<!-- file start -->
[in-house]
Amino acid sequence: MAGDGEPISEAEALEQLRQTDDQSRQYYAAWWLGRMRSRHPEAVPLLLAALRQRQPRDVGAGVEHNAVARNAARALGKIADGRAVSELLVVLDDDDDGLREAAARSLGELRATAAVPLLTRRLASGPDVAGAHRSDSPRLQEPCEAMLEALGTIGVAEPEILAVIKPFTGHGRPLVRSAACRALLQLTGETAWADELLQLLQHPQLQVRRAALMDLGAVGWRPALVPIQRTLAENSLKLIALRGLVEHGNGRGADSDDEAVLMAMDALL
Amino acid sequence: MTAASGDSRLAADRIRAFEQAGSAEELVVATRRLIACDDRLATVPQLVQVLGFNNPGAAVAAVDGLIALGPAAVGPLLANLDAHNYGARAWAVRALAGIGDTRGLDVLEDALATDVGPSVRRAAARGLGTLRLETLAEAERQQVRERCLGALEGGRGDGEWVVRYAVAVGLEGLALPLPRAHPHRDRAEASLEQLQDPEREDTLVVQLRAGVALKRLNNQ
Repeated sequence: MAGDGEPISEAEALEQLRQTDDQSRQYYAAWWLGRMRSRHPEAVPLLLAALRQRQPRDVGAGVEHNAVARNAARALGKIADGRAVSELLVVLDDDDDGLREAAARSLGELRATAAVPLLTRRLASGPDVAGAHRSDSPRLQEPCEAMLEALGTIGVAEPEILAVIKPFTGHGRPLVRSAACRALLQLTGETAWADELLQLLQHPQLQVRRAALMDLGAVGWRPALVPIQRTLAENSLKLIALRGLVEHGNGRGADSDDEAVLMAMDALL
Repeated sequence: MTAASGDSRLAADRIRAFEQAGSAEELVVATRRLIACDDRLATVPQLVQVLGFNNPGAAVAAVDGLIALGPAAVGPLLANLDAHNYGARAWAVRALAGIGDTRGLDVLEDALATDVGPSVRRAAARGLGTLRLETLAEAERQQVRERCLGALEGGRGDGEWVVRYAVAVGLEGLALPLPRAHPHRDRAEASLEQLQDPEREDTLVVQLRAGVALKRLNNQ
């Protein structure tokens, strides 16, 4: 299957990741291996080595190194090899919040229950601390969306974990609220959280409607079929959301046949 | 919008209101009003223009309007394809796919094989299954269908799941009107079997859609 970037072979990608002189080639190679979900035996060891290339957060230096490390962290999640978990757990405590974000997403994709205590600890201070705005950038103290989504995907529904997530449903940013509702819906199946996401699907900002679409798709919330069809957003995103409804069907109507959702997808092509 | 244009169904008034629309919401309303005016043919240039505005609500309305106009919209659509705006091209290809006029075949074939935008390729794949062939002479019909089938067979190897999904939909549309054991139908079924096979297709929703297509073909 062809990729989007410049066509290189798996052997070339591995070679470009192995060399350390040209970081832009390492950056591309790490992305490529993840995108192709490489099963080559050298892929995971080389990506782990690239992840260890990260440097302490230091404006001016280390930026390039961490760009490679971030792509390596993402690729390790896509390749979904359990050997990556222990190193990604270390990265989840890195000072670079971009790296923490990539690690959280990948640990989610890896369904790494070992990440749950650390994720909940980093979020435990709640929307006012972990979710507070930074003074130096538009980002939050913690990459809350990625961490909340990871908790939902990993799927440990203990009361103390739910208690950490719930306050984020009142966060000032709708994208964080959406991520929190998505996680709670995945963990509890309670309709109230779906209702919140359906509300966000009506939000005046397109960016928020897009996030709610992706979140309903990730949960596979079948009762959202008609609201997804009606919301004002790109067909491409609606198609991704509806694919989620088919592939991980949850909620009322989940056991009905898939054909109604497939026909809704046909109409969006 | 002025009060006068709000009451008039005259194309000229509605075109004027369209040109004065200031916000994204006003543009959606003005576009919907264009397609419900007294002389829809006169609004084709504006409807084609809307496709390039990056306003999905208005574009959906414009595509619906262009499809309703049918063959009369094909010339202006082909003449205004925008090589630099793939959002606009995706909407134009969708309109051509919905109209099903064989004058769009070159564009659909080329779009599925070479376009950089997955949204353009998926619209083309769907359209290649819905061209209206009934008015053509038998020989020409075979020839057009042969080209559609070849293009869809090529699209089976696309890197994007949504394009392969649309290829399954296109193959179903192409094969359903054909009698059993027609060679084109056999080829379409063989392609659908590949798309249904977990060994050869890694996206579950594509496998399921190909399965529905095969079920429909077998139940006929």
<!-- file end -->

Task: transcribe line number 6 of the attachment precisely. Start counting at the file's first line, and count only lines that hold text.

């Protein structure tokens, strides 16, 4: 299957990741291996080595190194090899919040229950601390969306974990609220959280409607079929959301046949 | 919008209101009003223009309007394809796919094989299954269908799941009107079997859609 970037072979990608002189080639190679979900035996060891290339957060230096490390962290999640978990757990405590974000997403994709205590600890201070705005950038103290989504995907529904997530449903940013509702819906199946996401699907900002679409798709919330069809957003995103409804069907109507959702997808092509 | 244009169904008034629309919401309303005016043919240039505005609500309305106009919209659509705006091209290809006029075949074939935008390729794949062939002479019909089938067979190897999904939909549309054991139908079924096979297709929703297509073909 062809990729989007410049066509290189798996052997070339591995070679470009192995060399350390040209970081832009390492950056591309790490992305490529993840995108192709490489099963080559050298892929995971080389990506782990690239992840260890990260440097302490230091404006001016280390930026390039961490760009490679971030792509390596993402690729390790896509390749979904359990050997990556222990190193990604270390990265989840890195000072670079971009790296923490990539690690959280990948640990989610890896369904790494070992990440749950650390994720909940980093979020435990709640929307006012972990979710507070930074003074130096538009980002939050913690990459809350990625961490909340990871908790939902990993799927440990203990009361103390739910208690950490719930306050984020009142966060000032709708994208964080959406991520929190998505996680709670995945963990509890309670309709109230779906209702919140359906509300966000009506939000005046397109960016928020897009996030709610992706979140309903990730949960596979079948009762959202008609609201997804009606919301004002790109067909491409609606198609991704509806694919989620088919592939991980949850909620009322989940056991009905898939054909109604497939026909809704046909109409969006 | 002025009060006068709000009451008039005259194309000229509605075109004027369209040109004065200031916000994204006003543009959606003005576009919907264009397609419900007294002389829809006169609004084709504006409807084609809307496709390039990056306003999905208005574009959906414009595509619906262009499809309703049918063959009369094909010339202006082909003449205004925008090589630099793939959002606009995706909407134009969708309109051509919905109209099903064989004058769009070159564009659909080329779009599925070479376009950089997955949204353009998926619209083309769907359209290649819905061209209206009934008015053509038998020989020409075979020839057009042969080209559609070849293009869809090529699209089976696309890197994007949504394009392969649309290829399954296109193959179903192409094969359903054909009698059993027609060679084109056999080829379409063989392609659908590949798309249904977990060994050869890694996206579950594509496998399921190909399965529905095969079920429909077998139940006929």